Are social inequalities in health unjust when brought about by differences in lifestyle? A widespread idea, luck egalitarianism, is that inequality stemming from individuals’ free choices is not to be considered unjust, since individuals, presumably, are themselves responsible for such choices. Thus, to the extent that lifestyles are in fact results of free choices, social inequality in health brought about by these choices is not in tension with egalitarian justice. If this is so, then it may put in question the justification of free and equal access to health care and existing medical research priorities. However, personal responsibility is a highly contested issue and in this article we first consider the case for, and second the case against, personal responsibility for health in light of recent developments in philosophical accounts of responsibility and equality. We suggest – but do not fully establish - that at the most fundamental level people are never responsible in such a way that appeals to individuals’ own responsibility can justify inequalities in health.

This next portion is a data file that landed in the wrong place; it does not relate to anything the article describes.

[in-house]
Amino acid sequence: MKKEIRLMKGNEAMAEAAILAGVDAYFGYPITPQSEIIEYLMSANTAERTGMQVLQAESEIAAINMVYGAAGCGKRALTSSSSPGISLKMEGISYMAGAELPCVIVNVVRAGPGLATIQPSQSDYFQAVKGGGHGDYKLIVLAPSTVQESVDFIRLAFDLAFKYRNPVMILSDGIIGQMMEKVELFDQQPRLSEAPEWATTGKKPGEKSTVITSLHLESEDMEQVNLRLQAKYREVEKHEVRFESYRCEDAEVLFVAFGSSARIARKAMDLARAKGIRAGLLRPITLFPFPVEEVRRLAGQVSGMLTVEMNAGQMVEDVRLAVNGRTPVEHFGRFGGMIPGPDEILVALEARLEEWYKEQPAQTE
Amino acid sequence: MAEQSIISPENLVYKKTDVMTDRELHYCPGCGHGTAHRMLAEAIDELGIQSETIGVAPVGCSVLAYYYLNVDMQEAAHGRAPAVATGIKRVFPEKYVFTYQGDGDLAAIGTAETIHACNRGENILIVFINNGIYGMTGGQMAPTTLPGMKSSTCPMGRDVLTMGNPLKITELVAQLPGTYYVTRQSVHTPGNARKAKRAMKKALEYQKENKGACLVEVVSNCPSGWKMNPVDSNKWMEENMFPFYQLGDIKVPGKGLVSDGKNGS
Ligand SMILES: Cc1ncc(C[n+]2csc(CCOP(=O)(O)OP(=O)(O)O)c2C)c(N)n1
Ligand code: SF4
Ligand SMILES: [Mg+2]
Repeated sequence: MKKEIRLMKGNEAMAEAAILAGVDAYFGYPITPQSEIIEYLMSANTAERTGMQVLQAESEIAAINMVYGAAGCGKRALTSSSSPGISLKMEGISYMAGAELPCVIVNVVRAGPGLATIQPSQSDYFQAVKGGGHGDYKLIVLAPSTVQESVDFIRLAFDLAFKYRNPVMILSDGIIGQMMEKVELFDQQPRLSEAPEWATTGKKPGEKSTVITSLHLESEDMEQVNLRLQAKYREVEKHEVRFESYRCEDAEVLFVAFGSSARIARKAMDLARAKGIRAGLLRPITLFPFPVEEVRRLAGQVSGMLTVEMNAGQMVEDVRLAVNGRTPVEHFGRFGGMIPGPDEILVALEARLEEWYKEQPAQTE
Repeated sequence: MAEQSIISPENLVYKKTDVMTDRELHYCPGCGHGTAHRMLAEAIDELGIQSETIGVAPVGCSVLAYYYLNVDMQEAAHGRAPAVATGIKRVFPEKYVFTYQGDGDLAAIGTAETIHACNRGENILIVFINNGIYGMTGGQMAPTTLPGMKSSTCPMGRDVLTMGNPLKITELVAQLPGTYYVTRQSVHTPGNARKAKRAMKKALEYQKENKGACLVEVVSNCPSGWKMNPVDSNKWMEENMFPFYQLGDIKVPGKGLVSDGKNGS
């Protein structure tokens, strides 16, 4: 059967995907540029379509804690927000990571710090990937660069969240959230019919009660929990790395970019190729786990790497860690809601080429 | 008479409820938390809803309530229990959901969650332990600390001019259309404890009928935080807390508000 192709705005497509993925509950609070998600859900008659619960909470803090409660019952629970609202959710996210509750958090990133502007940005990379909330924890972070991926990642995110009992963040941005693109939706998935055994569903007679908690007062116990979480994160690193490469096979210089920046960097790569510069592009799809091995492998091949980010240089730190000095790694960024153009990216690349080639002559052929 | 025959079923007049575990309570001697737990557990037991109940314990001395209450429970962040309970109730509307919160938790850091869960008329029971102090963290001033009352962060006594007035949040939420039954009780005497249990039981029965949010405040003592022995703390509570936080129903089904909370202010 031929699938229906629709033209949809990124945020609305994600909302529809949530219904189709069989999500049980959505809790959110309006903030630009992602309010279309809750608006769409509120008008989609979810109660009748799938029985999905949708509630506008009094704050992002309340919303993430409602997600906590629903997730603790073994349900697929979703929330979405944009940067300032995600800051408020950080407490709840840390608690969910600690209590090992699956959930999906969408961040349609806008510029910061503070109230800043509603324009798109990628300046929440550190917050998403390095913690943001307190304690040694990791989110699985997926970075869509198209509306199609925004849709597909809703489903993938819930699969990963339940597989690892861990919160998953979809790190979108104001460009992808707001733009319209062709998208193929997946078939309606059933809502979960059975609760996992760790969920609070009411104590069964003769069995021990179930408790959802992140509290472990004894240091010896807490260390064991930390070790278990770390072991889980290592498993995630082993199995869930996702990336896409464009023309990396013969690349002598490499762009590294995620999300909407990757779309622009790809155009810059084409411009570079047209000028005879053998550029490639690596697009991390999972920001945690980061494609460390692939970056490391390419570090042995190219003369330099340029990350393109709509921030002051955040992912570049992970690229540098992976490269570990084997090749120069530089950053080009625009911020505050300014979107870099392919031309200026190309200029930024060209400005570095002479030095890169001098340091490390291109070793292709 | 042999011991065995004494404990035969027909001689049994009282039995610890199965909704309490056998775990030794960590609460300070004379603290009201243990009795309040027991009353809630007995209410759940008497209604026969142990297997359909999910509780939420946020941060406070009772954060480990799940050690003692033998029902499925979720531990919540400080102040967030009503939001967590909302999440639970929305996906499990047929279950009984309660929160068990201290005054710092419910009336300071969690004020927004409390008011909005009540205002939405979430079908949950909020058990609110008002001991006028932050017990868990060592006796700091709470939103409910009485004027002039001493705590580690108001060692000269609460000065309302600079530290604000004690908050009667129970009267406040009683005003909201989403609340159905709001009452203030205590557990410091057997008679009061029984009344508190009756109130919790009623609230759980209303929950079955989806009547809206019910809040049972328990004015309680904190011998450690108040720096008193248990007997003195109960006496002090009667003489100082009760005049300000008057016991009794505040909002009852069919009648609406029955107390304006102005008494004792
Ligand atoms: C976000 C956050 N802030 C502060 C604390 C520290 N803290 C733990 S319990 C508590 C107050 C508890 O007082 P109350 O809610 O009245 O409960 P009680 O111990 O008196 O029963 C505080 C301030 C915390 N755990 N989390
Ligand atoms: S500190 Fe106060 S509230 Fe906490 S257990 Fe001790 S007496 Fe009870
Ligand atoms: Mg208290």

Journal of Public Health, 2013, Vol 35, Issue 1, p. 4-8
Journal Article; Research Support, Non-U.S. Gov't; Choice Behavior; Health Behavior; Health Services Accessibility; Health Status Disparities; Humans; Social Justice; Social Responsibility